“I think we’re weeks away,” commission chairman Steve Hoffman said after the meeting. “I think it’s a big milestone, but it’s going to be a bigger one when the stores actually open.”
Earlier this week, the proponents of the 2016 marijuana legalization initiative criticized the commission for moving too slowly to issue final licenses, costing the state millions in potential tax revenue from pot sales. Hoffman defended the agency, saying he was proud of its work and insisting it would not rush through applications and risk missing a violation.
“We’re being careful, we’re being thorough,” he said. “In the long term, this is going to be in the best interest, I believe, of the citizens of the state of Massachusetts.”
Jim Borghesani, one of the leaders of the 2016 legalization campaign, applauded the commission for issuing the licenses. But he called it a “tardy milestone” and noted that sales have already started in Nevada and California, where voters also approved regulated cannabis sales at the ballot box in 2016.
“We have to reach a medium where caution doesn’t turn into obstruction,” he told reporters after the meeting.
Thursday’s historic votes by the agency’s five commissioners were marked by controversy: Commissioner Shaleen Title abstained, protesting what she said were legally dubious payments from the two companies to their host municipalities.
“I can’t affirmatively vote ‘yes’ when I’ve seen the agreements and they’re questionable at best,” Title said during the meeting, referring to the contracts marijuana firms are required to negotiate with local officials to receive state licenses.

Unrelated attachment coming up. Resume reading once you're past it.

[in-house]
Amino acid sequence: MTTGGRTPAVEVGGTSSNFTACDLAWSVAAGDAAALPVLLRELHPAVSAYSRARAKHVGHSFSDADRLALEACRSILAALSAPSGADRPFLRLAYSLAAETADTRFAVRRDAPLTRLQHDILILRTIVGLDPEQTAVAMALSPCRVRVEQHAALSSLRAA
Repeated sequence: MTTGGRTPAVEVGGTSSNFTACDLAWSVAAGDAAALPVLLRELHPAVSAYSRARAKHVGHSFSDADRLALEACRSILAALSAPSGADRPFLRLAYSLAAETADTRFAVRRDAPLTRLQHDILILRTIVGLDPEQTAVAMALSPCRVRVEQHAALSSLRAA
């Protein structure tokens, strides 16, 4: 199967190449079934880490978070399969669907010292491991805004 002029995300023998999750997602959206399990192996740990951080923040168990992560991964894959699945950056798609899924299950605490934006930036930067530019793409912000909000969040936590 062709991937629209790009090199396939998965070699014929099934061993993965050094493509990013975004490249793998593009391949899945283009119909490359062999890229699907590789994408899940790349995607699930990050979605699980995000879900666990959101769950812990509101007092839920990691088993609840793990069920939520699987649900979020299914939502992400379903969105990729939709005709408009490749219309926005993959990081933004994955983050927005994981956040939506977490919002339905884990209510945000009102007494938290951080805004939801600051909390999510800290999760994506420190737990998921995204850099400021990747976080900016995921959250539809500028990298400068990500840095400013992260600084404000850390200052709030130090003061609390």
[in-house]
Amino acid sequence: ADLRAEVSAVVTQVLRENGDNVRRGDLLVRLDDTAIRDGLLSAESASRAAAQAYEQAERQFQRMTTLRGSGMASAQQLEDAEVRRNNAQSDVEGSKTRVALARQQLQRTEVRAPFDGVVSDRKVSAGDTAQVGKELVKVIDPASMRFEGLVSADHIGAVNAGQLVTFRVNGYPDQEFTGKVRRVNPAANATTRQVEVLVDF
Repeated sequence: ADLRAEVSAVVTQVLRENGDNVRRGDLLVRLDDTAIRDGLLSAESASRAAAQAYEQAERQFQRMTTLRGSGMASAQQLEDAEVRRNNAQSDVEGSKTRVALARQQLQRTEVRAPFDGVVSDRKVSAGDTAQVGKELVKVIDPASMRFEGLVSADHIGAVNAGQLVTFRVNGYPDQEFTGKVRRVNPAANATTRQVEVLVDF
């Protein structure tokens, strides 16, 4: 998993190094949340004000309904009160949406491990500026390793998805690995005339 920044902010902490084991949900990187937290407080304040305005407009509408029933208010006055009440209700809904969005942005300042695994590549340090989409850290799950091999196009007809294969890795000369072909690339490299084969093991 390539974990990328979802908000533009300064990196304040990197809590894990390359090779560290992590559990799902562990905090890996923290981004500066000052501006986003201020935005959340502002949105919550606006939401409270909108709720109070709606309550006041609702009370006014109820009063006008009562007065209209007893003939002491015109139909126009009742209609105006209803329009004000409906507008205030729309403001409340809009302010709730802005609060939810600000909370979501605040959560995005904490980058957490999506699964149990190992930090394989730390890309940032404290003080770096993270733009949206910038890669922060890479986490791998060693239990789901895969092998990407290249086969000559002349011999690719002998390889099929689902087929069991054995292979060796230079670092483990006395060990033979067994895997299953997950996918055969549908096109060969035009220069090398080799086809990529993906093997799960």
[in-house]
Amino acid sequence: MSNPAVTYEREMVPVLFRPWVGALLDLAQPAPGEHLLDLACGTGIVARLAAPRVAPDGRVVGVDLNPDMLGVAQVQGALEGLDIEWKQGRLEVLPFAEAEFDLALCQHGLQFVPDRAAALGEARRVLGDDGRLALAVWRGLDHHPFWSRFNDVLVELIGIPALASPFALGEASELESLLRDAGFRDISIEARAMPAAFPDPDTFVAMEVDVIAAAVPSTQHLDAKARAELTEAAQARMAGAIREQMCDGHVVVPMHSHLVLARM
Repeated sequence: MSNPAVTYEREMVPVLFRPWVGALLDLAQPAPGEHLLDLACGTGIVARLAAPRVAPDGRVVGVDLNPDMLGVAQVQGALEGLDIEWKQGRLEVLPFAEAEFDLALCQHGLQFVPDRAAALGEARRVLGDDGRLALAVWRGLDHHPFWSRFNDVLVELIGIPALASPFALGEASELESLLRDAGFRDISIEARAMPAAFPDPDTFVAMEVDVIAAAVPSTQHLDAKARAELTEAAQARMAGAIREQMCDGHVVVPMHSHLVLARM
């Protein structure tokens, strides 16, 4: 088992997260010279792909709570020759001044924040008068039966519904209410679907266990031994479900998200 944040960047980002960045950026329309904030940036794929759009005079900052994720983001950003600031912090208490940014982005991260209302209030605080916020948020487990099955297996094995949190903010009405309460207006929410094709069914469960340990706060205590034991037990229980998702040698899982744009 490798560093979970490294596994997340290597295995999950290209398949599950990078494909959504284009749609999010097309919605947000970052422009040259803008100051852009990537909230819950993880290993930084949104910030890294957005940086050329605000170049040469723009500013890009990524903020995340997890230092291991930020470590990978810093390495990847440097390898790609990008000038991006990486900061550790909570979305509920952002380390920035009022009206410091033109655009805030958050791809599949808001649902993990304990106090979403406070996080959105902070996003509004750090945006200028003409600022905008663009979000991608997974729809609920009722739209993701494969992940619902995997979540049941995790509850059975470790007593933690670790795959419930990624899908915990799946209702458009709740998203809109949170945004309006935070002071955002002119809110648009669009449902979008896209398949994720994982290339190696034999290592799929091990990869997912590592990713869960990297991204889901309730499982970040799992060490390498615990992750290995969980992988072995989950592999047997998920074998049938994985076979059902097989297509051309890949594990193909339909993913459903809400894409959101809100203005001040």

Title and marijuana advocates have complained for months that cannabis firms and municipalities are routinely signing “host community agreements” that violate a state law limiting their length to five years and their value to 3 percent of a company’s annual revenue. Advocates argue these municipal demands are slowing down the licensing process and making it impossible for smaller, locally owned businesses with less money to enter the legal cannabis market.
“I’ll vote ‘yes’ [on a final license] when I see a host community agreement that complies with the law,” Title said after the meeting.
A Globe review of such contracts in late August found that each one of the 19 provisional licenses issued by the commission at the time was attached to a host community agreement that exceeded the caps or violated another provision stipulating that all payments be “reasonably related” to the actual costs imposed by the facility.